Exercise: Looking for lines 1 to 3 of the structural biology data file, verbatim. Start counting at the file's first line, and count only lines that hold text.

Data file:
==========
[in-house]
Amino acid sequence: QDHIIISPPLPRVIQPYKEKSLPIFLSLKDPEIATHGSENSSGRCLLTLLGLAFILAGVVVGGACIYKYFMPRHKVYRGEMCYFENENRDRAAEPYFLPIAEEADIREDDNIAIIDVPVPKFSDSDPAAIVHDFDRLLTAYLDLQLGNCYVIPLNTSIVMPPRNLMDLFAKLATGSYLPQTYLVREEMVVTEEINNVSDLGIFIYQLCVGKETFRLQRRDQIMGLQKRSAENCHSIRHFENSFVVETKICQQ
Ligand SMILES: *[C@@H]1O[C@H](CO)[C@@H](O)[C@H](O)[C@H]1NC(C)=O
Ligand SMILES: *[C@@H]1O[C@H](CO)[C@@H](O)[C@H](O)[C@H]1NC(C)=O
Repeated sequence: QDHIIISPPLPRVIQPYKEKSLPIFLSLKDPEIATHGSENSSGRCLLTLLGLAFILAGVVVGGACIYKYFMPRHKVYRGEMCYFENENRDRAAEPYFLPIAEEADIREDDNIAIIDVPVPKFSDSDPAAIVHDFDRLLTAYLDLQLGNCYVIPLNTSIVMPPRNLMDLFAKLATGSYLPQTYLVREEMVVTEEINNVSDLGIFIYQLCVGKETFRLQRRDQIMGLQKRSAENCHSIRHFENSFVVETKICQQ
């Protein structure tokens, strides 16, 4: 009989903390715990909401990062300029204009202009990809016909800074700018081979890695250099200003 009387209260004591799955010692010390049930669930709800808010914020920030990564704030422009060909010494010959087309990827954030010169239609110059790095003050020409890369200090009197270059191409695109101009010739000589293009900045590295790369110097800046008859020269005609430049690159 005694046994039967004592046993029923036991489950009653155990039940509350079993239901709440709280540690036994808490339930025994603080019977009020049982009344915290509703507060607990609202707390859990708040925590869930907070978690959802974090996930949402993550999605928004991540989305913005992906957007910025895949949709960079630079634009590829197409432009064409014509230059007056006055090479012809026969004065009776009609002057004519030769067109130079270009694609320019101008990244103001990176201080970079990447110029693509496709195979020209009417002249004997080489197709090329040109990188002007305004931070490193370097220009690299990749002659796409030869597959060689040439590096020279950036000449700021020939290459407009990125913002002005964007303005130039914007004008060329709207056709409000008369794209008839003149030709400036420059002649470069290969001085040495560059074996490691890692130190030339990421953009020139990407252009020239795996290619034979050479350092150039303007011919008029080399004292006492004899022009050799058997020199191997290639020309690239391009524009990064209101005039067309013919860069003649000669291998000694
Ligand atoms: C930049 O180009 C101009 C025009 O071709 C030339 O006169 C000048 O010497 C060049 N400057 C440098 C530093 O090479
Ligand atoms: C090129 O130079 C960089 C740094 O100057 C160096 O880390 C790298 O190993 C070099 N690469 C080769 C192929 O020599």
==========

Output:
[in-house]
Amino acid sequence: QDHIIISPPLPRVIQPYKEKSLPIFLSLKDPEIATHGSENSSGRCLLTLLGLAFILAGVVVGGACIYKYFMPRHKVYRGEMCYFENENRDRAAEPYFLPIAEEADIREDDNIAIIDVPVPKFSDSDPAAIVHDFDRLLTAYLDLQLGNCYVIPLNTSIVMPPRNLMDLFAKLATGSYLPQTYLVREEMVVTEEINNVSDLGIFIYQLCVGKETFRLQRRDQIMGLQKRSAENCHSIRHFENSFVVETKICQQ
Ligand SMILES: *[C@@H]1O[C@H](CO)[C@@H](O)[C@H](O)[C@H]1NC(C)=O